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England carrier bag usage in steep decline

The 5p levy introduced last year has driven an 85% drop in the use of carrier bags in England, latest figures show.

Figures published last week show that in the first six months since the charge was introduced, England used 500m carrier bags, falling from 7bn in the previous year. Defra was targeting an 80% drop as a result of the charge and these latest figures have been hailed as “fantastic news for all of us”, by newly appointed Parliamentary Under Secretary of State, Thérèse Coffey.

This positive impact of the 5p levy follows similar success seen in Wales and Scotland when they introduced this fee in 2011 and 2014 respectively. The aim of the levy was to reduce the 65,000 tonnes of plastic bags which end up in our landfill each year, decrease litter, save millions in clean-up costs and protect wildlife. The 5p charge has also resulted in nearly £30m of donations from retailers to charities, community groups and local initiatives.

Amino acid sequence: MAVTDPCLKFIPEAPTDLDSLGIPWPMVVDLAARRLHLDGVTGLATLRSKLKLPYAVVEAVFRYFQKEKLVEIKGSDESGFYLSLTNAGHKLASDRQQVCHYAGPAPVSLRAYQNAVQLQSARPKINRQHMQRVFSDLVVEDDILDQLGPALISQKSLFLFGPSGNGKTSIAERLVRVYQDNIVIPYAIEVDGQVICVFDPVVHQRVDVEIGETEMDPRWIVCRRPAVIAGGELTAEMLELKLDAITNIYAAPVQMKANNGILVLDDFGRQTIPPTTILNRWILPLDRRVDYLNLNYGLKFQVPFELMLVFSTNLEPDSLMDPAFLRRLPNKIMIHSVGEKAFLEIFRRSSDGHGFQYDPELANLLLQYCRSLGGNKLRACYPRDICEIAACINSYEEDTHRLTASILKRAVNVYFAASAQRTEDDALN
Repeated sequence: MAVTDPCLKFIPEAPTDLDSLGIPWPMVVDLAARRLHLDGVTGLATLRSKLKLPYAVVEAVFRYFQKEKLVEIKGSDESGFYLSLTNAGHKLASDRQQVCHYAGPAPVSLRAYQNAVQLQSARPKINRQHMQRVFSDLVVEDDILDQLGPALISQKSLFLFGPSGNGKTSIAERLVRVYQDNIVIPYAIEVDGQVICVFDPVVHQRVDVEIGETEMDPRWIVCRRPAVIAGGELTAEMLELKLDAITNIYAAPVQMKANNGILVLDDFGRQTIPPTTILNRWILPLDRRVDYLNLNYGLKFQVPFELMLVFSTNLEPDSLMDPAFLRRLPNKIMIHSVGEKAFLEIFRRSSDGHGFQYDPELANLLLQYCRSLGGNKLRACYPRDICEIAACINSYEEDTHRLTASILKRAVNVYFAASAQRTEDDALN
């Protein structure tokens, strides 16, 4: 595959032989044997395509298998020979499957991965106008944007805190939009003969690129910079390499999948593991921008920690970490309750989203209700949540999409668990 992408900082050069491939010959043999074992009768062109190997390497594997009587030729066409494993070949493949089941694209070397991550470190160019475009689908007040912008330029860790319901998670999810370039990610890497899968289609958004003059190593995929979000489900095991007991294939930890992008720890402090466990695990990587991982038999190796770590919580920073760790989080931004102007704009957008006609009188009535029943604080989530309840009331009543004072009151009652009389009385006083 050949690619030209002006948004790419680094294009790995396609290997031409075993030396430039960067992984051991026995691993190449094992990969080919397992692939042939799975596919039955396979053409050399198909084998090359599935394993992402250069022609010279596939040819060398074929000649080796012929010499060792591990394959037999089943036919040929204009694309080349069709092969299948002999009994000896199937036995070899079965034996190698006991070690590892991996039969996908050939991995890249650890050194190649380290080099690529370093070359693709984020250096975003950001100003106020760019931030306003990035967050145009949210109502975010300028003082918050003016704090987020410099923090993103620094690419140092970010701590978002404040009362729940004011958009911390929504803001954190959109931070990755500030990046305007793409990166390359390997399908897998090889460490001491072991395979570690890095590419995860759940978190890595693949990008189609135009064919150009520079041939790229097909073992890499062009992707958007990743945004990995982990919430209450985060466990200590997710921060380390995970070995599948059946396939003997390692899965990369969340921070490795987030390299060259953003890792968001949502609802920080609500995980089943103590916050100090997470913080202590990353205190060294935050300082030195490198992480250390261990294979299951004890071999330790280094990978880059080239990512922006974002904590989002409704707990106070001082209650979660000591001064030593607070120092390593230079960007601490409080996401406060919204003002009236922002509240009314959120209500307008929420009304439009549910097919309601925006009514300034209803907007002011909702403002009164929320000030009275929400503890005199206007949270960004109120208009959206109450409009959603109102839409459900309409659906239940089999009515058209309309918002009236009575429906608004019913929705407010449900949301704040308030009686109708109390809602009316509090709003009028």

Consumer habits are shifting

Retailers only need to comply with the charge if they have 250 or more full-time employees. This is to reduce the administrative burden on small and medium sized businesses, however they can charge on a voluntary basis if they so wish. More information can be found here.

Following early criticism from some members of the public and media outlets, it is clear to see the direct impact the levy has had on the overall use of single-use carrier bags in England, and the rest of the UK in fact. Consumer habit is now shifting towards bag-for-life options or keeping hold of used bags when people return for their weekly shop, all of which were ultimately the outcome the charge was looking to achieve.

ecosurety has a vast amount of experience in helping companies comply with environmental legislation. If you need any advice or want to know more just get in touch by emailing packaging@ecosurety.com or calling 0845 094 2228.


Robbie Staniforth

Head of policy

Having gained a wealth of experience in regulatory affairs, waste issues and secondary commodity market analysis, Robbie uses his skills internally as an operational board member and externally to influence legislation change as head of policy. He is responsible for liaising with government, regulators and industry organisations to articulate complex views and interests and to provide high-level policy expertise, industry insight and market analysis to our members.


Written by Robbie Staniforth Published 03/08/2016 Topics Compliance

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